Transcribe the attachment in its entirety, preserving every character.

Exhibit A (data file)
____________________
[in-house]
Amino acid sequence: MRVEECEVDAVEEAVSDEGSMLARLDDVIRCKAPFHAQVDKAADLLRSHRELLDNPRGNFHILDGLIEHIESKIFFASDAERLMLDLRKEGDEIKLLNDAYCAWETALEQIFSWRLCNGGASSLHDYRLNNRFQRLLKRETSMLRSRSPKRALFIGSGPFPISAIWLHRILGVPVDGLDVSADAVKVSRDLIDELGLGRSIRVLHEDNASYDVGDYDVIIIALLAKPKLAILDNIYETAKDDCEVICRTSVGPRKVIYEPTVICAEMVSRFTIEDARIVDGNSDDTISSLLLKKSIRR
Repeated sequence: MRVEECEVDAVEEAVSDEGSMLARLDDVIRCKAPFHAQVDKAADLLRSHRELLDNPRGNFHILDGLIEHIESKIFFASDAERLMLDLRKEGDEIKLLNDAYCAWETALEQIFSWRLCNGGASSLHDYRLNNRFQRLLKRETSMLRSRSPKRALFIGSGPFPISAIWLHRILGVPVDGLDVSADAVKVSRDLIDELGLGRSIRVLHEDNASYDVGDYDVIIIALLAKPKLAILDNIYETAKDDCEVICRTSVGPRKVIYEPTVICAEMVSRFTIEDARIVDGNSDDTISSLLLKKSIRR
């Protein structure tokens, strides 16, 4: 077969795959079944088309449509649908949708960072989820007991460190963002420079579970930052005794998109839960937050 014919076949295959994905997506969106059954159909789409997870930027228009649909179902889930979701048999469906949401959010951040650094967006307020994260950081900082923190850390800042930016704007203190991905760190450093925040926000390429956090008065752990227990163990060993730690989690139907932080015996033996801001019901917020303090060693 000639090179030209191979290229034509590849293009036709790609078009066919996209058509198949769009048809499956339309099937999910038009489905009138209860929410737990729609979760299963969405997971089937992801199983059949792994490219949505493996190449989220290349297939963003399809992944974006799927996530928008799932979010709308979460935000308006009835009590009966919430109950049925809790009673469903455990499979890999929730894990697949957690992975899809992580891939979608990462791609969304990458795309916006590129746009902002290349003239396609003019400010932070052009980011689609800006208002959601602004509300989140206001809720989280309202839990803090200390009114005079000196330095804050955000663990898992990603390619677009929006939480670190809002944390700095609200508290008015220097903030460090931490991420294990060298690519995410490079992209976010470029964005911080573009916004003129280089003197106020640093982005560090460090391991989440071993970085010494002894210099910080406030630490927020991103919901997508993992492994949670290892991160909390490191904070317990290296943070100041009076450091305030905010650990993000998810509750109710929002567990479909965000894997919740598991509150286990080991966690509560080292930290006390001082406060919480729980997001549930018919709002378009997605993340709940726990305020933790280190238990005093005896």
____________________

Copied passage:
[in-house]
Amino acid sequence: MRVEECEVDAVEEAVSDEGSMLARLDDVIRCKAPFHAQVDKAADLLRSHRELLDNPRGNFHILDGLIEHIESKIFFASDAERLMLDLRKEGDEIKLLNDAYCAWETALEQIFSWRLCNGGASSLHDYRLNNRFQRLLKRETSMLRSRSPKRALFIGSGPFPISAIWLHRILGVPVDGLDVSADAVKVSRDLIDELGLGRSIRVLHEDNASYDVGDYDVIIIALLAKPKLAILDNIYETAKDDCEVICRTSVGPRKVIYEPTVICAEMVSRFTIEDARIVDGNSDDTISSLLLKKSIRR
Repeated sequence: MRVEECEVDAVEEAVSDEGSMLARLDDVIRCKAPFHAQVDKAADLLRSHRELLDNPRGNFHILDGLIEHIESKIFFASDAERLMLDLRKEGDEIKLLNDAYCAWETALEQIFSWRLCNGGASSLHDYRLNNRFQRLLKRETSMLRSRSPKRALFIGSGPFPISAIWLHRILGVPVDGLDVSADAVKVSRDLIDELGLGRSIRVLHEDNASYDVGDYDVIIIALLAKPKLAILDNIYETAKDDCEVICRTSVGPRKVIYEPTVICAEMVSRFTIEDARIVDGNSDDTISSLLLKKSIRR
């Protein structure tokens, strides 16, 4: 077969795959079944088309449509649908949708960072989820007991460190963002420079579970930052005794998109839960937050 014919076949295959994905997506969106059954159909789409997870930027228009649909179902889930979701048999469906949401959010951040650094967006307020994260950081900082923190850390800042930016704007203190991905760190450093925040926000390429956090008065752990227990163990060993730690989690139907932080015996033996801001019901917020303090060693 000639090179030209191979290229034509590849293009036709790609078009066919996209058509198949769009048809499956339309099937999910038009489905009138209860929410737990729609979760299963969405997971089937992801199983059949792994490219949505493996190449989220290349297939963003399809992944974006799927996530928008799932979010709308979460935000308006009835009590009966919430109950049925809790009673469903455990499979890999929730894990697949957690992975899809992580891939979608990462791609969304990458795309916006590129746009902002290349003239396609003019400010932070052009980011689609800006208002959601602004509300989140206001809720989280309202839990803090200390009114005079000196330095804050955000663990898992990603390619677009929006939480670190809002944390700095609200508290008015220097903030460090931490991420294990060298690519995410490079992209976010470029964005911080573009916004003129280089003197106020640093982005560090460090391991989440071993970085010494002894210099910080406030630490927020991103919901997508993992492994949670290892991160909390490191904070317990290296943070100041009076450091305030905010650990993000998810509750109710929002567990479909965000894997919740598991509150286990080991966690509560080292930290006390001082406060919480729980997001549930018919709002378009997605993340709940726990305020933790280190238990005093005896």